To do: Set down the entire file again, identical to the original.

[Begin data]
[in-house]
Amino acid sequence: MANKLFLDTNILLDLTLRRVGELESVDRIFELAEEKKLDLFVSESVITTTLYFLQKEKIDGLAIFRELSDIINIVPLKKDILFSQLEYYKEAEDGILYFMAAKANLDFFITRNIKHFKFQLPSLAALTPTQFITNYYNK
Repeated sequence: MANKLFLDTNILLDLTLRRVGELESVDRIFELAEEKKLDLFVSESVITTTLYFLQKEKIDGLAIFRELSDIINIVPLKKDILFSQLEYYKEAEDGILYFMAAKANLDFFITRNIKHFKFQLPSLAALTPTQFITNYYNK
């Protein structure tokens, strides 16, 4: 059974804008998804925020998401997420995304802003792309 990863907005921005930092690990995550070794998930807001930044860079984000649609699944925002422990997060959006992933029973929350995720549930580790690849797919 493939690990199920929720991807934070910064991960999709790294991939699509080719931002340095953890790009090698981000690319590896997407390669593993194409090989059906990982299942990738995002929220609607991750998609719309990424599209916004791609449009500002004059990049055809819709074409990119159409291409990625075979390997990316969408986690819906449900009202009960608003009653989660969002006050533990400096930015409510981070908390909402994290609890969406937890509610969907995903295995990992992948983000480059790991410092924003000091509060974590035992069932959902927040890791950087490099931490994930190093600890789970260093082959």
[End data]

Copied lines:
[in-house]
Amino acid sequence: MANKLFLDTNILLDLTLRRVGELESVDRIFELAEEKKLDLFVSESVITTTLYFLQKEKIDGLAIFRELSDIINIVPLKKDILFSQLEYYKEAEDGILYFMAAKANLDFFITRNIKHFKFQLPSLAALTPTQFITNYYNK
Repeated sequence: MANKLFLDTNILLDLTLRRVGELESVDRIFELAEEKKLDLFVSESVITTTLYFLQKEKIDGLAIFRELSDIINIVPLKKDILFSQLEYYKEAEDGILYFMAAKANLDFFITRNIKHFKFQLPSLAALTPTQFITNYYNK
């Protein structure tokens, strides 16, 4: 059974804008998804925020998401997420995304802003792309 990863907005921005930092690990995550070794998930807001930044860079984000649609699944925002422990997060959006992933029973929350995720549930580790690849797919 493939690990199920929720991807934070910064991960999709790294991939699509080719931002340095953890790009090698981000690319590896997407390669593993194409090989059906990982299942990738995002929220609607991750998609719309990424599209916004791609449009500002004059990049055809819709074409990119159409291409990625075979390997990316969408986690819906449900009202009960608003009653989660969002006050533990400096930015409510981070908390909402994290609890969406937890509610969907995903295995990992992948983000480059790991410092924003000091509060974590035992069932959902927040890791950087490099931490994930190093600890789970260093082959």